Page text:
I hail from Maryland. I like Maryland. I get Maryland. Maryland makes sense to me.
I don’t get Virginia. Virginia is crazy. The broad boulevards make me mad. I’m looking for something, and I miss it. I have to turn around. I lose 15 minutes. I’m trying to find a restaurant, but there’s construction blocking the main road leading into the neighborhood. I look for an alternate route. There is no alternate route. I am lost. I am frustrated. I lose 20 minutes.
Sometimes, Virginia’s just not worth it. Actually, a lot of the time, Virginia’s just not worth it.
It’s too bad I don’t get more excited. Some people think it’s pretty spectacular that one can visit three—-THREE!—-local jurisdictions living in the D.C. area. A few summers ago, a friend of mine from Texas came to visit me. We were driving around—-heading, I think, to Old Town Alexandria—-and so naturally we crossed into Virginia. A few minutes after, I said ‘Oh, we’re in Virginia now.’ She was incredulous. Virginia! Just like that huh? Maryland. BAM. D.C. BAM. Virginia. BAM. Easy breezy.
In Texas, when you leave, you are fully aware. There are more signs. There is a big star by the border. You want to leave me? Texas seems to say. Fine. But, you’ll be sorry.
Here, though, it’s easy to slip from one place to another, and yet, I probably go to Virginia once every other month. Like I said, it’s too much work. I feel like this thinking extends beyond me.
A little over a year ago, I worked at an office with some Virginia folks and some Maryland folks. The Virginia people thought Maryland was a confusing and dull place. The Maryland folks thought that Virginia was just ridiculous.
Which brings me to my point. Really, why is Clarendon sooooOOOOooooo great? Last week, the American Planning Association named Clarendon and Wilson Boulevards one of their “Great Places in America.” Today, the Washington Post has printed a love letter to Clarendon:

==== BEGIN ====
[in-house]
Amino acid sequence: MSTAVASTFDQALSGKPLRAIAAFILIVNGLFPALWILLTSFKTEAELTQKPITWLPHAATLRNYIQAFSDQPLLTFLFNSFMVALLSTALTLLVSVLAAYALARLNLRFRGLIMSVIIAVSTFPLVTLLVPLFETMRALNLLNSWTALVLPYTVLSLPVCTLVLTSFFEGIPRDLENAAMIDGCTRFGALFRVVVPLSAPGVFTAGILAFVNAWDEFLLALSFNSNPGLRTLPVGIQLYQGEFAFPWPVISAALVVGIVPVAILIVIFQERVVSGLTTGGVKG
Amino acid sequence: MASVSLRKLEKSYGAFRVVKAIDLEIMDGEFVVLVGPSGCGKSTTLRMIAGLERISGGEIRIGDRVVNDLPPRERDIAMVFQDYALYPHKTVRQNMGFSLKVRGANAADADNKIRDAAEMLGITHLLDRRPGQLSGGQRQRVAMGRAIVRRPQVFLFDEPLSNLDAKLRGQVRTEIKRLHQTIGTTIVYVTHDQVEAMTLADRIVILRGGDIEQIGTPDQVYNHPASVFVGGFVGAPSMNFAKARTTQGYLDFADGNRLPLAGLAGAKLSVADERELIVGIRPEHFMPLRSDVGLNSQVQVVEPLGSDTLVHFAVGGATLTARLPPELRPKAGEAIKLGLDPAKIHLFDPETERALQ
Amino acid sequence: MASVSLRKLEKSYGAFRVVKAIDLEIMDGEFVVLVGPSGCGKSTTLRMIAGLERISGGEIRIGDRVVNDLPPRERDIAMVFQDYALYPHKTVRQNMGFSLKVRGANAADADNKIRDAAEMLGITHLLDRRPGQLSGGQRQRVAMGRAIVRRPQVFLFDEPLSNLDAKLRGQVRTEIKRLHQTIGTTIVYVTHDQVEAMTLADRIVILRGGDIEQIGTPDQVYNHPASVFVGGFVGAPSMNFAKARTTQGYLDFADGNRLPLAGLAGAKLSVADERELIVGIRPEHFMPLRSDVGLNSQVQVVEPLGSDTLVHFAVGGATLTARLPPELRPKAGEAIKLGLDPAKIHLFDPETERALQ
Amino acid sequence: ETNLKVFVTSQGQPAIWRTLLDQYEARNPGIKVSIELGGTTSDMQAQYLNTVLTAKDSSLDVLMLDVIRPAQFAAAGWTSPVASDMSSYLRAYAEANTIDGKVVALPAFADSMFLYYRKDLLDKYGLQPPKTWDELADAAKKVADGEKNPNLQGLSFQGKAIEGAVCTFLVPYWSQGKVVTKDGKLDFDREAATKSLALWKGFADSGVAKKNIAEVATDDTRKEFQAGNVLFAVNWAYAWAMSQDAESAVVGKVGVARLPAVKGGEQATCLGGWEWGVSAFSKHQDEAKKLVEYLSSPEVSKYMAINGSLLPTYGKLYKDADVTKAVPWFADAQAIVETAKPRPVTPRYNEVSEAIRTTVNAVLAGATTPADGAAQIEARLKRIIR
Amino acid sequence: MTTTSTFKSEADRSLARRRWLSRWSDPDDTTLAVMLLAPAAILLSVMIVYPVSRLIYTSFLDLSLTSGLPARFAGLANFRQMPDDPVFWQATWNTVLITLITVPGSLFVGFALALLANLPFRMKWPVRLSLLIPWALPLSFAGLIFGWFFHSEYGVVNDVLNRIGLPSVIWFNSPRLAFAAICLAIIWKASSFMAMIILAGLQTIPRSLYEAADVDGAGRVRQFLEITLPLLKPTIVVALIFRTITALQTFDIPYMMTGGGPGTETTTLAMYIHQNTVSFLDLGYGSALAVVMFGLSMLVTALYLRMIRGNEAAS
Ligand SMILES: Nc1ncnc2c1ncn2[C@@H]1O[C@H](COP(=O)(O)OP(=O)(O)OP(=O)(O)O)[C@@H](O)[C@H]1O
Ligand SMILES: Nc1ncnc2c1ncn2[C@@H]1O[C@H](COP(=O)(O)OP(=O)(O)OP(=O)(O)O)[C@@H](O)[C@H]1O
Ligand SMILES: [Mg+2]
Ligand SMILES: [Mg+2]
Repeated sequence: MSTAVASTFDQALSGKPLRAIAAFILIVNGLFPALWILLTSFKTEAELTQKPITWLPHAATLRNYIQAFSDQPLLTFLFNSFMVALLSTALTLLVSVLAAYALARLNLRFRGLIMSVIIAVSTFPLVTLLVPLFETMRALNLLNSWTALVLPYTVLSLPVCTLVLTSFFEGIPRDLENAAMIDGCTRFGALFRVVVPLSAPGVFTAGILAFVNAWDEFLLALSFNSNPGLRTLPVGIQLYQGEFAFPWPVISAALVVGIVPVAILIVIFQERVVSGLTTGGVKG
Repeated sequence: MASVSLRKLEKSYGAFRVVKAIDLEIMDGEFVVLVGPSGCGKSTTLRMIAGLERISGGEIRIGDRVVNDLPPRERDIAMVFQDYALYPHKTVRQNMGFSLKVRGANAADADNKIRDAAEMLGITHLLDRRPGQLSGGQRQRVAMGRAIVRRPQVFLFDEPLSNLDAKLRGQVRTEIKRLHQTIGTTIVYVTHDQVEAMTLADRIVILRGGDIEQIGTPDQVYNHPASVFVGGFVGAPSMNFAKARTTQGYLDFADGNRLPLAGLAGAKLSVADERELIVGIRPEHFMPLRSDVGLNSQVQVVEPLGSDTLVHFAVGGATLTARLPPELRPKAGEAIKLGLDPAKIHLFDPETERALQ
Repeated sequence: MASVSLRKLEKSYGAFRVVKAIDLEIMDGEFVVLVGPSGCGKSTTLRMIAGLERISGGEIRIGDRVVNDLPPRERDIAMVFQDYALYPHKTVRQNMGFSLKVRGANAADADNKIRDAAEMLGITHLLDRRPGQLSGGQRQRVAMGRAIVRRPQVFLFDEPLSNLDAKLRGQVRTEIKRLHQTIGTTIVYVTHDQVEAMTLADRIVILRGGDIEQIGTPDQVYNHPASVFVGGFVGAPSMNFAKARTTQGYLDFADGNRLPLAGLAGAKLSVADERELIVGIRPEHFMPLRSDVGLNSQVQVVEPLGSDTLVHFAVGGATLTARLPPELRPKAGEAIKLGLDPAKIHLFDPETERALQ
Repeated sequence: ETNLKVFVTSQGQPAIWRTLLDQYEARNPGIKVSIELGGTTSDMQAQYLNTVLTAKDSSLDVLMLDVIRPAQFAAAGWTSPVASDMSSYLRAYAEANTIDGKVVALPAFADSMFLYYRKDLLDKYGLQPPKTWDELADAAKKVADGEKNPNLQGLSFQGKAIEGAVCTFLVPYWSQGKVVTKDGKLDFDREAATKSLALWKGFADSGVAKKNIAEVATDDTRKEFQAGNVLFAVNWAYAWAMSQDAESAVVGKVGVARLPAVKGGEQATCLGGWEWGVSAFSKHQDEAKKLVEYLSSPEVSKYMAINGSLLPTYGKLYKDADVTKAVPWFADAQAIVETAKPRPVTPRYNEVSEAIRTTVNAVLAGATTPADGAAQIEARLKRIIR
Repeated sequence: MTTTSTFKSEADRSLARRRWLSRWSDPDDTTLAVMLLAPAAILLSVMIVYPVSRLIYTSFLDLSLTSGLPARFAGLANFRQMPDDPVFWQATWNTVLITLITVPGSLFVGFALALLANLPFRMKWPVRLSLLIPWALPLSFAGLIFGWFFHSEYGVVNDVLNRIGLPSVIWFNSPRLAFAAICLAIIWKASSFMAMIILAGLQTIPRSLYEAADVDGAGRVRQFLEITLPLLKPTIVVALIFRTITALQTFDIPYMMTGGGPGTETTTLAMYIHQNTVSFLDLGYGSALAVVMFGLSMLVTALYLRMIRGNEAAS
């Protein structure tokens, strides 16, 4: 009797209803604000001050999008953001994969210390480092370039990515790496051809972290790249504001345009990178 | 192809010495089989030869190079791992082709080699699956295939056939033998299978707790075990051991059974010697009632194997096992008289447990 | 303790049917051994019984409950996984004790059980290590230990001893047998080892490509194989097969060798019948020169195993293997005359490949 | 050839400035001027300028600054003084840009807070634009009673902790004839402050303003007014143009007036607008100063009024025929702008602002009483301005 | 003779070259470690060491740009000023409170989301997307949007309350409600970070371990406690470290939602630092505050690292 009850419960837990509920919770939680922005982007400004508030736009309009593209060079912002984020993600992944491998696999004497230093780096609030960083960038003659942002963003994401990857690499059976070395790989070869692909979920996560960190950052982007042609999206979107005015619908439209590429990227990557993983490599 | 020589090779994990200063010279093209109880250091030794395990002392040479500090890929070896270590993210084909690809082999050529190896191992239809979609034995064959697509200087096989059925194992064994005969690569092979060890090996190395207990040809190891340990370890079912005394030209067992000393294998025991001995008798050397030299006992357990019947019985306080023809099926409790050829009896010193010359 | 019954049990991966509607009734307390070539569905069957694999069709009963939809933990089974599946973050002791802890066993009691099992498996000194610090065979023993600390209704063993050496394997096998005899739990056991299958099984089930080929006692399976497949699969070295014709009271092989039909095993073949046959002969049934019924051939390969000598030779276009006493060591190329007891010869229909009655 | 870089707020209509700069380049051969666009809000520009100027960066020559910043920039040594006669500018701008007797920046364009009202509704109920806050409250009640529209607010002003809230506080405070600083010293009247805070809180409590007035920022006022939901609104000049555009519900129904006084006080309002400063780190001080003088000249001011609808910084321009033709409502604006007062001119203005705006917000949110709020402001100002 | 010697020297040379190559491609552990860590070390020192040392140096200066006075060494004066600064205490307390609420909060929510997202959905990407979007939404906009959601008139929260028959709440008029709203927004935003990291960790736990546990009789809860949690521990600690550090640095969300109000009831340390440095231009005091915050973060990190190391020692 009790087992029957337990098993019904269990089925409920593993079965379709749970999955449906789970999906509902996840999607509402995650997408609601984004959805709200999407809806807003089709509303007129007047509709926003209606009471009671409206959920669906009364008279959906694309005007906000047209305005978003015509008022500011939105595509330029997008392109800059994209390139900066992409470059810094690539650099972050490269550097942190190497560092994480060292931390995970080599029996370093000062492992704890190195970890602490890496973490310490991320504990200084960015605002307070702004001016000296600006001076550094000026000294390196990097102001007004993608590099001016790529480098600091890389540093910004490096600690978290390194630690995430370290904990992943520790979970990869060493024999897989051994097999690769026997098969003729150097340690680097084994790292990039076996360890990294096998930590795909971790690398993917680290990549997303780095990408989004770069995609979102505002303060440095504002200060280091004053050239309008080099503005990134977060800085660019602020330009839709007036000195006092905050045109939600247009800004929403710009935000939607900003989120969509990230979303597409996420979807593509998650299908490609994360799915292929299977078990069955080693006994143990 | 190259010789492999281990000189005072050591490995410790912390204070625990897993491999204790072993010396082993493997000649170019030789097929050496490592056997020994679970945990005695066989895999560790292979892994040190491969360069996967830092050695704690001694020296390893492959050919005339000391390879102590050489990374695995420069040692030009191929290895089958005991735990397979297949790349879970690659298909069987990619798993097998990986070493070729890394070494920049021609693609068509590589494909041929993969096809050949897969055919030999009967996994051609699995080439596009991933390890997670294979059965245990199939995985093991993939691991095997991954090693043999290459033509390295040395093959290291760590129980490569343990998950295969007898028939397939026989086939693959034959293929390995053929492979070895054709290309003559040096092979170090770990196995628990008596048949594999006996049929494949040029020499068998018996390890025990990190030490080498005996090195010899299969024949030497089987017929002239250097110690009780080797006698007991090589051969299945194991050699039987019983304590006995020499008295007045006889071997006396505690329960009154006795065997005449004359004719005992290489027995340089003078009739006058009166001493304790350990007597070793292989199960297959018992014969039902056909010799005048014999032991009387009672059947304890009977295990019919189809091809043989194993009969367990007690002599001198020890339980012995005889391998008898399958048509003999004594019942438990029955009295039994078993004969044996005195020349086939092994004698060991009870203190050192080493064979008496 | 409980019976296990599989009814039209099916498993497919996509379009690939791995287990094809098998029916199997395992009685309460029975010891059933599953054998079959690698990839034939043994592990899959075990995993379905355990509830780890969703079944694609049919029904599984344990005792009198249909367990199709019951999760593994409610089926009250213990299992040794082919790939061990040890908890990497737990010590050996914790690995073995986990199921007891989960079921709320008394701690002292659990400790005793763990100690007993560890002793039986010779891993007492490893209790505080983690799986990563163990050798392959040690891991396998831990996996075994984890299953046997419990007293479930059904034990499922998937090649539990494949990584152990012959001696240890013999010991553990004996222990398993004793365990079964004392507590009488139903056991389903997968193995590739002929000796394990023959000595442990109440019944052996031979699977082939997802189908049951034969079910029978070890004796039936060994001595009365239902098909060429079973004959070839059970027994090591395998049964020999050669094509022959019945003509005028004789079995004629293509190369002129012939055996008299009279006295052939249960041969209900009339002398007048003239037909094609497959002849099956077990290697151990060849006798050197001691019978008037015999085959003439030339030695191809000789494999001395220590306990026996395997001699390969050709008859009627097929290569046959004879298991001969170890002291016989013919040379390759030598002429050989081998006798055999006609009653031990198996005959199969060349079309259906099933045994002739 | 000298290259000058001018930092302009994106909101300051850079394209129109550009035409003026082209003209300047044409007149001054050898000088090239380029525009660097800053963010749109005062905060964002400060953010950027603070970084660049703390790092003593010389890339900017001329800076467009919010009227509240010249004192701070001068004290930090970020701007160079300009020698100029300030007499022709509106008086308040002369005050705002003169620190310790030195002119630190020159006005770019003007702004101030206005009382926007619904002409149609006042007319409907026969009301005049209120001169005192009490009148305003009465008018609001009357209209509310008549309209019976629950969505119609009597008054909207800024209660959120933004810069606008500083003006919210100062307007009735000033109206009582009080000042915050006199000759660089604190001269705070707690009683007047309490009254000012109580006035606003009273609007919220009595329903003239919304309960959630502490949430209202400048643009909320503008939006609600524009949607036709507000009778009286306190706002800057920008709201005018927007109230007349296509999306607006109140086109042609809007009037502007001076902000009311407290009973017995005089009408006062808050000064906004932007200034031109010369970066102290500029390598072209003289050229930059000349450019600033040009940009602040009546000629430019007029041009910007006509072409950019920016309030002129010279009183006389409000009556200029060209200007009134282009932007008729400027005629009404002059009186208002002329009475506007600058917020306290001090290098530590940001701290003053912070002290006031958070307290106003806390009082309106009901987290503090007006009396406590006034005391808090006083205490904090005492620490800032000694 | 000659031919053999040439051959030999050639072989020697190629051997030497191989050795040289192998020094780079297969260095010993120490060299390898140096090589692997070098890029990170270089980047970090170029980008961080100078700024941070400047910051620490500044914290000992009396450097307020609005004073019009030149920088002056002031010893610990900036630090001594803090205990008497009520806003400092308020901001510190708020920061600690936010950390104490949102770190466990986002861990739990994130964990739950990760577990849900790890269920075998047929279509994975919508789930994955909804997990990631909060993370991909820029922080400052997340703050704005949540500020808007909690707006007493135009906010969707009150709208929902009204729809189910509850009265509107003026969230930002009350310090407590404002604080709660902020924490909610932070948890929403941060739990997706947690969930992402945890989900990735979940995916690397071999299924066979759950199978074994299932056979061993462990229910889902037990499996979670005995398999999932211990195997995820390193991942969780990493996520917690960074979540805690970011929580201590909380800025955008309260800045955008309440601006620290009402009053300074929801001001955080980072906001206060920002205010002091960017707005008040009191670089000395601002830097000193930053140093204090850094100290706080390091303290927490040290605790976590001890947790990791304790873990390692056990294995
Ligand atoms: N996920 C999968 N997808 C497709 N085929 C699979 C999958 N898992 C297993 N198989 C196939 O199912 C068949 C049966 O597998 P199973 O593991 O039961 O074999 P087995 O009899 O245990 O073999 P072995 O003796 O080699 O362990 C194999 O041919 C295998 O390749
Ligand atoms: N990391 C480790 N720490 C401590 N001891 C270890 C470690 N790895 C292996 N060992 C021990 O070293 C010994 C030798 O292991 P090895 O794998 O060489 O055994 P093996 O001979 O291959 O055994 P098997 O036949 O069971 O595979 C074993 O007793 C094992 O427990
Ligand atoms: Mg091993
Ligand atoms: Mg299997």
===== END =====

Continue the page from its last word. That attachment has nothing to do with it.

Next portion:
They are icons of America, from California to New York, streets that evoke the nation’s history, politics and style: Pennsylvania Avenue, Wall Street, Beale Street, Hollywood Boulevard.
To that list, add Clarendon and Wilson boulevards.
Okay, pause here. Blegh. Give me a break. Alright, let’s continue with the Post story:
In the days since officials from the American Planning Association announced a Top 11 list of Great Streets in America — which included the Arlington pair and nine others from Tempe, Ariz., in the west to Portland, Maine, in the east — a long-running neighborhood conversation has swirled anew in Clarendon, centered on a couple of basic questions: What makes the area, which could have evolved into a lifeless outpost, cool? And what can be done to keep it that way?
Really, is it that special? I’ve been to Clarendon. It’s nice. Nice restaurants. Nice walkability. Nice Barnes & Noble. It was a very livable neighborhood, no doubt about it. But, please explain the unique charm, the je ne sais quoi, because I still don’t get it.
God, people from Maryland are so thick, right?